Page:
It’s hard to make virtuous people sound good. Wicked ones are so much more fun.

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  14. “I am worn out with civility,” said he. “I have been talking incessantly all night, and with nothing to say.” Edmund Bertram, Chapter 28

    My family had company to my home the other week who stayed for four or five days. They were relatives, very nice, good people, but I didn’t know them really well. I used this quote “I am worn out with civility.” when talking to my sister while the company was here. Of course my sister looked kind of blankly at me until I told her I was quoting from MP. See, Jane Austen has quotes for every day life no matter what the century. That’s just one thing that’s great about her books.

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  15. Oh, this is fun! This quote is one of my favorites from MP:
    “There seems something more speakingly incomprehensible in the powers, the failures, the inequalities of memory, than in any other of our intelligences.” Fanny Price, Chapter 22

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  16. An affection so amiable was advancing each in the opinion of all who had hearts to value anything good.

    Narrator, Volume 2, Chapter 6 (regarding Fanny and William)

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  17. Hello Mansfield Park participants day 8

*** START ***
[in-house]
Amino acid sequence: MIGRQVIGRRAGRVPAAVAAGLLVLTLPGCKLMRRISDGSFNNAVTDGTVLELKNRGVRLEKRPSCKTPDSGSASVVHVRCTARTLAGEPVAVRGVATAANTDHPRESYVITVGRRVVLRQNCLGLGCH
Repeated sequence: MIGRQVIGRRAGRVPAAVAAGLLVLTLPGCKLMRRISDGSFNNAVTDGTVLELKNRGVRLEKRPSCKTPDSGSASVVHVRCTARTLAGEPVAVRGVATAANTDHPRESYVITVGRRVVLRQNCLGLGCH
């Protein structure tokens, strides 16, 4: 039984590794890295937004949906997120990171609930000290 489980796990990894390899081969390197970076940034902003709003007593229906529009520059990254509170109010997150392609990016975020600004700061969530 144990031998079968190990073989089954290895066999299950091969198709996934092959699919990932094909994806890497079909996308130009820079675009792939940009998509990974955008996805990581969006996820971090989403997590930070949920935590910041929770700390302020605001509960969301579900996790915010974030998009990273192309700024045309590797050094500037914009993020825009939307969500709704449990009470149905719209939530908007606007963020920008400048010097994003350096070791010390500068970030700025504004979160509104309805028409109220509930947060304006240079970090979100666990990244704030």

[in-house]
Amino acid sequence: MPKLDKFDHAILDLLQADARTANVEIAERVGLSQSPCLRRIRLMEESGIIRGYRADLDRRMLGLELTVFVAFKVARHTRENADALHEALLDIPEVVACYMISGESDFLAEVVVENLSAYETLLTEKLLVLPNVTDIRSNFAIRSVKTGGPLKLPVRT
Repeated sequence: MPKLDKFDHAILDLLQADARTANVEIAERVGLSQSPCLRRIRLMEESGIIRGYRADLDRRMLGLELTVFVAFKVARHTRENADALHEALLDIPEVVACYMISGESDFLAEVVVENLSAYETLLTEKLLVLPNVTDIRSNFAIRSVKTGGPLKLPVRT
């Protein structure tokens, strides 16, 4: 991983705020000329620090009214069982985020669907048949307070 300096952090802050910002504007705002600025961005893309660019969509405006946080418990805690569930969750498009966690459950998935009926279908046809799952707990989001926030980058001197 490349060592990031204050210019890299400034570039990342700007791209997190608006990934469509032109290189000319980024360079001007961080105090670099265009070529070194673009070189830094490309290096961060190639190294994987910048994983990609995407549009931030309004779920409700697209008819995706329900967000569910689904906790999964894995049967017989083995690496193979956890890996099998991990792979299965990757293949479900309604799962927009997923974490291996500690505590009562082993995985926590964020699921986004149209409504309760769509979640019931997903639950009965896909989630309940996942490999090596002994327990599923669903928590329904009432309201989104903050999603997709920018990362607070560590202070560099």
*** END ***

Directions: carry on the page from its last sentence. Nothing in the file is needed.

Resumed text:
Leslie – so glad you found us and welcome!

    Rachel K. – the guilt and misery quote is so famous. I see it used quite often in reference to JA. Personally, I think that she was using it as an excellerator to quickly wrap up the novel by moving the action past all of the scandal and personal trajedy of the lasy two chapters. It is kind of a jolt, after the novel has taken so many pages to get to this point, and then it closes, bam.

    Kiragade – those are excellent quotes. We are like minds, because they had been on my list, but it needed to be pared down and got cut. Thanks for adding them back into the mix.

    Ren – of little use and no beauty! We all know someone who can fall into that category! Thanks

    Laurie Viera Rigler – so nice of you to drop by. I contemplated the rears and vices quote – but it requires so much set up and explanation that I’m glad that you mentioned it instead. Some think it is sexual, I think she is referring to Rear and Vice Admirals! LOL

    Susan – that is a great quote which I am adding to my favorites list immediately.

    Cheers, Laurel Ann

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  18. I am so happy to find this website. It is wonderful to have such an in depth view of Austen’s work. I am getting new insights and views on MP, even though I have read it dozens of times!